U.S. v. Dallman, No. 05-30349 (5-19-08). This is a relevant conduct case. The defendant came across the Canadian-US border with a duffel bags of marijuana tied together, and with two other co-defendants also with duffel bags. The border patrol spotted the defendant, and he got tangled up in the bags and was arrested, as were his two companions. For relevant conduct purposes, all the marijuana brought by all defendants were lumped together (three bags full). The court considered it a joint undertaking. The defendant appealed, and the 9th (Gould joined by Canby and Bea) agreed. The determination by the court that all three were acting in concert was not erroneous. The district court, however, committed error in giving the guidelines a presumption of reasonableness. The 9th, under plain error review, held that the defendant's substantive rights were not affected because of the court's reasoning of why it gave the sentence it did, and the fact that the court declined to give an aberrant behavior departure, and did give a minor role adjustment.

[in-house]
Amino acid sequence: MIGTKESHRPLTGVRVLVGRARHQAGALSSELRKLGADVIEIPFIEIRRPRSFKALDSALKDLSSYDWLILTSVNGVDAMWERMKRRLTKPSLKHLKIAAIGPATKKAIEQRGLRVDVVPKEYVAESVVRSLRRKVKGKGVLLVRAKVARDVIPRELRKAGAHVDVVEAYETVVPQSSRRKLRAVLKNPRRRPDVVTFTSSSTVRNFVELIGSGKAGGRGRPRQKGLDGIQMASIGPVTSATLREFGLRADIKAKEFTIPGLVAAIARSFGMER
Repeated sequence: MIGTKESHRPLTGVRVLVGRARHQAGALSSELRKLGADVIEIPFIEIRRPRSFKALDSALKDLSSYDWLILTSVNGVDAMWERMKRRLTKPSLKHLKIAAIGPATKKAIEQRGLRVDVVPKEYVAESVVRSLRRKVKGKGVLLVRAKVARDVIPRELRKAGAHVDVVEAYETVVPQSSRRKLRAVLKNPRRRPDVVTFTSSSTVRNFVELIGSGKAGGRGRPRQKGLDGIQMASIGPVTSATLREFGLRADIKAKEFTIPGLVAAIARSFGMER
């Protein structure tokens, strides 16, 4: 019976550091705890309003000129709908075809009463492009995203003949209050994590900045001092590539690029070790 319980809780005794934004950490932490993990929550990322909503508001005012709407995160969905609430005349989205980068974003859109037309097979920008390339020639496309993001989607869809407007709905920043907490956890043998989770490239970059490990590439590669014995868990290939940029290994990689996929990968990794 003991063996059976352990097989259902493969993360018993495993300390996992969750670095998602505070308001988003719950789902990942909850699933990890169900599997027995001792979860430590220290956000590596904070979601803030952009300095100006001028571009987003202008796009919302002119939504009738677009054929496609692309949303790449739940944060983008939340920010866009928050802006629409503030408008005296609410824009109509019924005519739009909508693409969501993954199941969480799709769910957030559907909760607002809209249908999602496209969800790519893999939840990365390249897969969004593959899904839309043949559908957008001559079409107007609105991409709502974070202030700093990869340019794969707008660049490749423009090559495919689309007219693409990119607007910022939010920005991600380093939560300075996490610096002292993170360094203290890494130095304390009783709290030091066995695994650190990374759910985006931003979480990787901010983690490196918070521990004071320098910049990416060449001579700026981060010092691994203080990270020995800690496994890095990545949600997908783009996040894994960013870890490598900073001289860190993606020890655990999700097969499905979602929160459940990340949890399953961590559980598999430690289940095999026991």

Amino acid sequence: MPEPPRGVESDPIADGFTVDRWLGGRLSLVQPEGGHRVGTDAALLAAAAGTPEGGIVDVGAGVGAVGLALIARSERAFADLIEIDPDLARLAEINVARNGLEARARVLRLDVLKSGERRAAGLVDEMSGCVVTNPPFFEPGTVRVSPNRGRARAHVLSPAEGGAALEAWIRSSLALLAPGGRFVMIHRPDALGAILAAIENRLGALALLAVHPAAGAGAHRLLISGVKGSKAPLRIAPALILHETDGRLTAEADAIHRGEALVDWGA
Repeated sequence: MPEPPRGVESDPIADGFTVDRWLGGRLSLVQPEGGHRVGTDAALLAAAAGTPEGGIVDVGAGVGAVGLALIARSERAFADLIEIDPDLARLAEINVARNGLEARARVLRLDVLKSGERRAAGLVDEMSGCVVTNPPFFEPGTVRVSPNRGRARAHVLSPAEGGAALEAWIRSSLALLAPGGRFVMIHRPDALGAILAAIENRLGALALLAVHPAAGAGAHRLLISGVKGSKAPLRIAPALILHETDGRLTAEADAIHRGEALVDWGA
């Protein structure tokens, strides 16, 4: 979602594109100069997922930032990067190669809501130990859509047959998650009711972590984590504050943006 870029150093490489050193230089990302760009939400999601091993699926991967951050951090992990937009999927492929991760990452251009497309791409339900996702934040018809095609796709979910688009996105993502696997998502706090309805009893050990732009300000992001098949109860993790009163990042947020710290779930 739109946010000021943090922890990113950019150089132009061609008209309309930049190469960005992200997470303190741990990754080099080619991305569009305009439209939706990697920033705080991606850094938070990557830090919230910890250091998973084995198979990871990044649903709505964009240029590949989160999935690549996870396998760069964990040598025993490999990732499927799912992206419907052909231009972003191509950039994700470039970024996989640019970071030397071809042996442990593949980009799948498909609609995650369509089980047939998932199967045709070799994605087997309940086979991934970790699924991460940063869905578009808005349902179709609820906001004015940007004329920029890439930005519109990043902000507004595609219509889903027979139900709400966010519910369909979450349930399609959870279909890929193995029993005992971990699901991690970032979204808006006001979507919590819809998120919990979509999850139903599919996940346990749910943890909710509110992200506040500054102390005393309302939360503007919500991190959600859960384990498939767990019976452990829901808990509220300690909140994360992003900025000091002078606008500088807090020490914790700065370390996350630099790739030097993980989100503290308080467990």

U.S. v. Vasquez-Landaver, No. 07-50226 (5-21-08). This is the latest pronouncement by the 9th on duress defenses. It arises in the context of a 1326 prosecution. The defendant gave pretrial notice that he was going to mount a duress defense, and would testify that he left El Salvador because the police had it in for him. He was the subject of extortion by a particular officer, who was then arrested and convicted for the threats. The officer was killed in prison and his comrades vowed to get defendant. The defendant then came to the United States via a smuggler because he feared for his life in any country but America. The court pretrial granted the government's motion to preclude an expert on El Salvador, and refused to give an instruction. In a subsequent pretrial ruling, the court precluded the defendant from even testifying about duress as irrelevant. He was convicted and sentenced to 90 months (the plea would have been to 48). On appeal, the 9th (Ikuta joined by Wardlaw and Gould) affirmed the conviction and sentence. The 9th stressed that duress requires a threat, a well-grounded belief it would be carried out, and a lack of reasonable opportunity to escape. Here, the defendant had opportunities to seek escape aside from coming to the U.S. (where he had a lengthy record), and the threats were not well grounded. The 9th held that a prima facie case was not made. U.S. v. Moreno, 102 F.3d 994 (9th Cir. 1996). As for the sentence, the 9th held it to be reasonable. The court was aware of the 3553 factors, and did not need to go through each one, and the 9th found no vindicativeness from the court because the defendnat went to trial (the defendant even got acceptance).